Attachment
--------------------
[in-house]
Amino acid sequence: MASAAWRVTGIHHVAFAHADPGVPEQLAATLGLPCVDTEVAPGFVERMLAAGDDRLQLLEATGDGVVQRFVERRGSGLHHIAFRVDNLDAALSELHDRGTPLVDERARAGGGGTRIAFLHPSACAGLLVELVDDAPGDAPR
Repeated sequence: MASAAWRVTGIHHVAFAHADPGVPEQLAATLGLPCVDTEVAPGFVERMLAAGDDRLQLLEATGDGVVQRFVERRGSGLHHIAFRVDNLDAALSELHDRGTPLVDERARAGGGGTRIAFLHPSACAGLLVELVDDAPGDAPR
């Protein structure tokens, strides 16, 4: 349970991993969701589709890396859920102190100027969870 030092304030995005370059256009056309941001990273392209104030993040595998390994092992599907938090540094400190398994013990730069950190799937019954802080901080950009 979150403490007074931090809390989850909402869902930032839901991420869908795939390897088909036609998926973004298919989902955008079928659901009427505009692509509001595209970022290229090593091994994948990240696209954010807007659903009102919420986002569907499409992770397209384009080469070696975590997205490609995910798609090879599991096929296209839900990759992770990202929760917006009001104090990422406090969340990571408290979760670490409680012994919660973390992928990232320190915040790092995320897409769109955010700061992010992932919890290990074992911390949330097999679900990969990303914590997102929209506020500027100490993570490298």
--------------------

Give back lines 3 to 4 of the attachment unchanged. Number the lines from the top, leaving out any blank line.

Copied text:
Repeated sequence: MASAAWRVTGIHHVAFAHADPGVPEQLAATLGLPCVDTEVAPGFVERMLAAGDDRLQLLEATGDGVVQRFVERRGSGLHHIAFRVDNLDAALSELHDRGTPLVDERARAGGGGTRIAFLHPSACAGLLVELVDDAPGDAPR
């Protein structure tokens, strides 16, 4: 349970991993969701589709890396859920102190100027969870 030092304030995005370059256009056309941001990273392209104030993040595998390994092992599907938090540094400190398994013990730069950190799937019954802080901080950009 979150403490007074931090809390989850909402869902930032839901991420869908795939390897088909036609998926973004298919989902955008079928659901009427505009692509509001595209970022290229090593091994994948990240696209954010807007659903009102919420986002569907499409992770397209384009080469070696975590997205490609995910798609090879599991096929296209839900990759992770990202929760917006009001104090990422406090969340990571408290979760670490409680012994919660973390992928990232320190915040790092995320897409769109955010700061992010992932919890290990074992911390949330097999679900990969990303914590997102929209506020500027100490993570490298």